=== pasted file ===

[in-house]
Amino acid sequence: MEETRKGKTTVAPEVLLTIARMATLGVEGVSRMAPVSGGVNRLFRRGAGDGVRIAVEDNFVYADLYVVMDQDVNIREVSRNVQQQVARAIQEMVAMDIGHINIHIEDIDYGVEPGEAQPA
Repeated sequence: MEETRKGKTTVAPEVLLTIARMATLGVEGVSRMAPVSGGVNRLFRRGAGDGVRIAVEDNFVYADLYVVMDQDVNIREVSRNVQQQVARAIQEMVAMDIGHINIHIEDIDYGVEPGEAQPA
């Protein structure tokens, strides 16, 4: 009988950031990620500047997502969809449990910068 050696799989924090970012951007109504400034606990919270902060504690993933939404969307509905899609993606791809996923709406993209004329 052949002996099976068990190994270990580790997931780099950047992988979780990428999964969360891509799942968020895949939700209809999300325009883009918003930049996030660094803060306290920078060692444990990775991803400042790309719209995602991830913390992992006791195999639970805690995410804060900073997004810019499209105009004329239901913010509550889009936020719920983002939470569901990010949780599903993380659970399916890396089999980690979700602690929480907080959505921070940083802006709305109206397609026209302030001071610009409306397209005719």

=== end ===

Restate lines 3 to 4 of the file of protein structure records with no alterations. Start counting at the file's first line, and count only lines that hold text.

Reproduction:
Repeated sequence: MEETRKGKTTVAPEVLLTIARMATLGVEGVSRMAPVSGGVNRLFRRGAGDGVRIAVEDNFVYADLYVVMDQDVNIREVSRNVQQQVARAIQEMVAMDIGHINIHIEDIDYGVEPGEAQPA
């Protein structure tokens, strides 16, 4: 009988950031990620500047997502969809449990910068 050696799989924090970012951007109504400034606990919270902060504690993933939404969307509905899609993606791809996923709406993209004329 052949002996099976068990190994270990580790997931780099950047992988979780990428999964969360891509799942968020895949939700209809999300325009883009918003930049996030660094803060306290920078060692444990990775991803400042790309719209995602991830913390992992006791195999639970805690995410804060900073997004810019499209105009004329239901913010509550889009936020719920983002939470569901990010949780599903993380659970399916890396089999980690979700602690929480907080959505921070940083802006709305109206397609026209302030001071610009409306397209005719």